Primary assumption of risk is a defense of extraordinary strength. Based on the distinction drawn in Anderson between implied assumption of risk and primary assumption of risk, and the doctrine that a plaintiff who primarily assumes the risk of a particular action is barred from recovery as a matter of law, it becomes readily apparent that primary assumption of risk differs conceptually from the affirmative defenses that are typically interposed in a negligence case. An affirmative defense in a negligence case typically is the equivalent of asserting that even assuming that the plaintiff has made a prima facie case of negligence, the plaintiff cannot recover. A primary assumption of risk defense is different because a defendant who asserts this defense asserts that no duty whatsoever is owed to the plaintiff. See Prosser & Keeton, Law of Torts (5 Ed.1984) 496-497, Section 68 (Primary assumption of risk "is really a principle of no duty, or no negligence, and so denies the existence of any underlying cause of action."). Because a successful primary assumption of risk defense means that the duty element of negligence is not established as a matter of law, the defense prevents the plaintiff from even making a prima facie case.

Because of the great impact a ruling in favor of a defendant on primary assumption of risk grounds carries, a trial court must proceed with caution when contemplating whether primary assumption of risk completely bars a plaintiff's recovery. Indeed, in Cincinnati Baseball Club Co. v. Eno (1925), 112 Ohio St. 175, 147 N.E. 86, the case cited in Anderson as support for the survival of the concept of primary assumption of risk, the doctrine itself was inapplicable, as plaintiff there was a spectator injured by a ball hit by a player who was practicing very near the stands. The Eno court intimated in dicta that primary assumption of risk would have applied if plaintiff had been struck by a ball hit into the stands during the normal course of a game: "[I]t is common knowledge that in baseball games hard balls are thrown and batted with great swiftness, that they are liable to be thrown or batted outside the lines of the diamond, and that spectators in positions which may be reached by such balls assume the risk thereof." Eno, 112 Ohio St. at 180-181, 147 N.E. at 87. Eno demonstrates that only those risks directly associated with the activity in question are within the scope of primary assumption of risk, so that no jury question would arise when an injury resulting from such a direct risk is at issue, meaning that no duty was owed by the defendant to protect the plaintiff from that specific risk. In many situations, as in Eno, there will be attendant circumstances that raise questions of fact whether an injured party assumed the risk in a particular situation. In that case, the doctrine of implied assumption of risk, not primary assumption of risk, would be applicable.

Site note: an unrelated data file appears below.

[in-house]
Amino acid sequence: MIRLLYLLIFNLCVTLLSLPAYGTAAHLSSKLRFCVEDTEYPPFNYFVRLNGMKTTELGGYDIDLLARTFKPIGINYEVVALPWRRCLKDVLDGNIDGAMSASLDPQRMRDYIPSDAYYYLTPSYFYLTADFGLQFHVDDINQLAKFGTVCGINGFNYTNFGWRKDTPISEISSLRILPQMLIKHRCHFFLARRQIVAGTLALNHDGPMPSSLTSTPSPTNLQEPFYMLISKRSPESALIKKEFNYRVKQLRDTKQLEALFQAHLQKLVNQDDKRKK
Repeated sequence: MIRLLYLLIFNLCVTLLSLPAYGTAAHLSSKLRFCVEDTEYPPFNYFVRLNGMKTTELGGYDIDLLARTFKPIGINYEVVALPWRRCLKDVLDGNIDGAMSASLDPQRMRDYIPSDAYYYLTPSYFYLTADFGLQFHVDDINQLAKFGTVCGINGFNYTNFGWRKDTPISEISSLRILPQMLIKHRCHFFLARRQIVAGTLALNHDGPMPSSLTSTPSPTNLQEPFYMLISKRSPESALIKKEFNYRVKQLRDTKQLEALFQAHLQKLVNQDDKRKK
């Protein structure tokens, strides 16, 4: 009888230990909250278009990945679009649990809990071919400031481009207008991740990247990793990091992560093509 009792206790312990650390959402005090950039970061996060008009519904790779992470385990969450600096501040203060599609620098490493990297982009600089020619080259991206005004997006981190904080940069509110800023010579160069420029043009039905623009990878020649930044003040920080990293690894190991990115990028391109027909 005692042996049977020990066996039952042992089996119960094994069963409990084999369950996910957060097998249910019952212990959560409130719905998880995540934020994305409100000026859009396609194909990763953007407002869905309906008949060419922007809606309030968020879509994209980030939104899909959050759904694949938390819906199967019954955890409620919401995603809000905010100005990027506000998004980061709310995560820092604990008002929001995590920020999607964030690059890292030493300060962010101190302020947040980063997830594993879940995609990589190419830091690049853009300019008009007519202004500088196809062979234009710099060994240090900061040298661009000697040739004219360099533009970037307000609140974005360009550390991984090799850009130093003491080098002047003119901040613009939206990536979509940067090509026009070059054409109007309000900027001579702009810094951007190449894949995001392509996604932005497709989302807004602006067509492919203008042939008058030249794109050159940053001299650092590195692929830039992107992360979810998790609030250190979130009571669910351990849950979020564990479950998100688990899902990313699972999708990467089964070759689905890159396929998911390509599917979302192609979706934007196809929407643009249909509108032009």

Appellees in their answer raised a generic claim of assumption of risk as an affirmative defense. From that alone, at that time in the litigation, it was not clear whether they intended to rely on primary assumption of risk, or on implied assumption of the risk, or possibly on both, as their theory of defense. By raising assumption of risk in their answer, appellees met the minimal Civ.R. 8(C) pleading requirement that "a party shall set forth affirmatively * * * assumption of risk * * * and any other matter constituting an avoidance or affirmative defense."3 (Emphasis added.) See Hoover v. Sumlin (1984), 12 Ohio St.3d 1, 3-4, 12 OBR 1, 3, 465 N.E.2d 377, 379. Thus, this case can be distinguished from the more common waiver situation in which a defendant fails to raise a defense in the answer, also fails to amend the answer pursuant to Civ.R. 15(A), and further cannot obtain amendment to conform to the evidence under the "express or implied consent of the parties" provision of Civ.R. 15(B) because the issue was not developed at trial, i.e., when it was not tried by the express or implied consent of the parties. See State ex rel. Evans v. Bainbridge Twp. Trustees (1983), 5 Ohio St.3d 41, 5 OBR 99, 448 N.E.2d 1159; Cooper v. Grace Baptist Church of Columbus, Ohio, Inc. (1992), 81 Ohio App.3d 728, 735, 612 N.E.2d 357, 361. However, even though it can be found that appellees avoided a waiver by virtue of the generic statement in their answer that plaintiff's claim was barred by assumption of risk, appellees still had a responsibility to specifically raise primary assumption of risk sometime before the case went to the jury, and to put appellant and the court on notice through supporting arguments that primary assumption of risk would be an issue in the litigation.